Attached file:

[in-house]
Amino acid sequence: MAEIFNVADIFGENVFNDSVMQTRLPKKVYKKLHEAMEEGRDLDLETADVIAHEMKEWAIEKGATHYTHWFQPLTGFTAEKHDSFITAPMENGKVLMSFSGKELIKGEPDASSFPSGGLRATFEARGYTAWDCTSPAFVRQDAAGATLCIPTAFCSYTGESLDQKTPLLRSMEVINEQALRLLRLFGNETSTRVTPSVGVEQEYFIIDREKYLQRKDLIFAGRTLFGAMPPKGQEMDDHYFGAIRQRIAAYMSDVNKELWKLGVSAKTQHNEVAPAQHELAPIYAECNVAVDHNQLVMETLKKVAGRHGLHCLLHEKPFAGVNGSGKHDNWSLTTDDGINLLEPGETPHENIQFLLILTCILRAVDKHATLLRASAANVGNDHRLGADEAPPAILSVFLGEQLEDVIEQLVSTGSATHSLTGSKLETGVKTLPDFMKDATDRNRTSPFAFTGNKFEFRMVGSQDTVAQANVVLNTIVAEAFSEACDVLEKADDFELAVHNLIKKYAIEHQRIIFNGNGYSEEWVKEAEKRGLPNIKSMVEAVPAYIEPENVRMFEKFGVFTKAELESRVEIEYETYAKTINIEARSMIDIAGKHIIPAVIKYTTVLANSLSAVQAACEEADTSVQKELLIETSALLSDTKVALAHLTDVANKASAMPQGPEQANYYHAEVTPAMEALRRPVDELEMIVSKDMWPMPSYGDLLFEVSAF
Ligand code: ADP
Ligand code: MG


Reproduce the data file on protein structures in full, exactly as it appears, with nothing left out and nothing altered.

[in-house]
Amino acid sequence: MAEIFNVADIFGENVFNDSVMQTRLPKKVYKKLHEAMEEGRDLDLETADVIAHEMKEWAIEKGATHYTHWFQPLTGFTAEKHDSFITAPMENGKVLMSFSGKELIKGEPDASSFPSGGLRATFEARGYTAWDCTSPAFVRQDAAGATLCIPTAFCSYTGESLDQKTPLLRSMEVINEQALRLLRLFGNETSTRVTPSVGVEQEYFIIDREKYLQRKDLIFAGRTLFGAMPPKGQEMDDHYFGAIRQRIAAYMSDVNKELWKLGVSAKTQHNEVAPAQHELAPIYAECNVAVDHNQLVMETLKKVAGRHGLHCLLHEKPFAGVNGSGKHDNWSLTTDDGINLLEPGETPHENIQFLLILTCILRAVDKHATLLRASAANVGNDHRLGADEAPPAILSVFLGEQLEDVIEQLVSTGSATHSLTGSKLETGVKTLPDFMKDATDRNRTSPFAFTGNKFEFRMVGSQDTVAQANVVLNTIVAEAFSEACDVLEKADDFELAVHNLIKKYAIEHQRIIFNGNGYSEEWVKEAEKRGLPNIKSMVEAVPAYIEPENVRMFEKFGVFTKAELESRVEIEYETYAKTINIEARSMIDIAGKHIIPAVIKYTTVLANSLSAVQAACEEADTSVQKELLIETSALLSDTKVALAHLTDVANKASAMPQGPEQANYYHAEVTPAMEALRRPVDELEMIVSKDMWPMPSYGDLLFEVSAF
Ligand code: ADP
Ligand code: MG